This may seem as if it has nothing at all to do with writing, but in a way it does. Because everything a writer does, every experience, every conversation, every new fact learned, somehow influences the stories we tell. And so my recent trip to Egypt (my third, over a lifetime) may well end up in a book someday. I don’t know how it will work its way into a story. Perhaps it’ll be a memory of sun glaring on sand, perhaps the smell of the wind over the Nile, but there’s a good chance a detail, however small, will end up in a book.
But for now, it’s enough just to tell you I had a wondrous time there.
My two previous trips to Egypt were unescorted. And, if you’ve been to Egypt, you know how exhausting and frustrating such trips can be. Solo travelers must contend with the heat and the hucksters and all the arcane and unspoken rules that operate in a land where even Herodotus, 2500 years ago, found himself taken in by dishonest tour guides. But this time, my husband and I took the easy way out. We joined a tour.
And what an amazing tour it was. The one compelling reason I signed up for it was this man:
Egyptologist Bob Brier is a man I’ve admired for some time. Known worldwide as “Mr. Mummy,” his lectures on ancient Egypt are among the most popular recordings for The Teaching Company. Some years ago, I listened to all 48 of his lectures and was inspired by his wild enthusiasm for the subject. I read his marvelous book, The Murder of Tutankhamen. When I found out that he and his wife, art historian Pat Remler, were leading this particular tour to Egypt, I immediately signed up.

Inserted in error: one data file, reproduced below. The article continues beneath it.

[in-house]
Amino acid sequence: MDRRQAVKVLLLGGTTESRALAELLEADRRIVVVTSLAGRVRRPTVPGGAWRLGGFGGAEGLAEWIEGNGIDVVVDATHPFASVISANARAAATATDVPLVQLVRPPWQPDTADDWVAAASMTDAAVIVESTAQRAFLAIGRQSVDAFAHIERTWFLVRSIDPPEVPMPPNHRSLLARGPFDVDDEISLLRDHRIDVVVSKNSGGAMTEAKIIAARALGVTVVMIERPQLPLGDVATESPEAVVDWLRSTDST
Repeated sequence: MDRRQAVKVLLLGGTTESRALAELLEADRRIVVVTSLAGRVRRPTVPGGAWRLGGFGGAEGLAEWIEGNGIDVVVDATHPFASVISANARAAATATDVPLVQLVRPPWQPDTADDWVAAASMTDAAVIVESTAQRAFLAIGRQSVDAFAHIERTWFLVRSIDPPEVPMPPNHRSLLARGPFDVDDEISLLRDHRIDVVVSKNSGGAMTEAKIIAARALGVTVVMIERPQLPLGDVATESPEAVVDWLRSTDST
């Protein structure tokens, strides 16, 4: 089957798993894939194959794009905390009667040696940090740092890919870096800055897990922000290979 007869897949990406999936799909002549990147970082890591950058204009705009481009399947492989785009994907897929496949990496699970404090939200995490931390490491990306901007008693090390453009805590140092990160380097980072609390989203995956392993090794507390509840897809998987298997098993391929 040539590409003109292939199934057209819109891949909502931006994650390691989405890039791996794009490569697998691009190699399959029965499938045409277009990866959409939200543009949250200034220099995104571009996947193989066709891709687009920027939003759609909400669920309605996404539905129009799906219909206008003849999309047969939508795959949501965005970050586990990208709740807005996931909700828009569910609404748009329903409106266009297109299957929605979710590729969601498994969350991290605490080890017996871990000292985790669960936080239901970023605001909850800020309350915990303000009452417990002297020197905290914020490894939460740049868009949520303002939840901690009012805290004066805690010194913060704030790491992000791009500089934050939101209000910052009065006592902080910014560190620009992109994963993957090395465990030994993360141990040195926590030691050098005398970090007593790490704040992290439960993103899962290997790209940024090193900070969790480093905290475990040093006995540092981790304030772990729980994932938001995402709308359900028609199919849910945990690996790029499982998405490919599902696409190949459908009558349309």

Am I glad I did.
One of the objects of the trip was to learn to read hieroglyphs. Bob’s lessons were the highlight of every day.
Within a few sessions, we were able to read and write simple sentences, move between past and present tense, and recognize the names of pharaohs in many of the cartouches on the temple walls. It took a lot of drawing practice, but after a few hours my vultures and quail chicks actually started looking like birds. Ancient hieroglyphs may represent a dead language, but that’s what made it so much fun — it was knowledge gained just for the sheer joy of it.
There was a lot of plain old touristy stuff involved, of course. At the temple in Kom Ombo, we stopped to contemplate this amazing wall:
I don’t know if you can see it, but it’s a carving of ancient Egyptian medical instruments. You can see saws and knives and forceps and even a sponge. It’s a reminder of just how medically advanced the ancient Egyptians were, and as a doctor, I was amazed by how modern the instruments looked.
After our week in Egypt, Bob and Pat escorted us back to London, where we shared another amazing day with them, touring the Egyptian collection in the British Museum, and the fabulous Petrie Museum, one of those quiet, out-of-the way gems that has in its collection the oldest garment in existence. The Petrie Museum is open to the public, but it seems just obscure enough that very few people actually find their way to its doors. Quiet and old-fashioned, it actually turned into one of my favorite places, and I can’t wait to go back.
Note: For those who are interested in traveling with Bob Brier, check out the website for Far Horizons. They specialize in cultural and archaeological tours.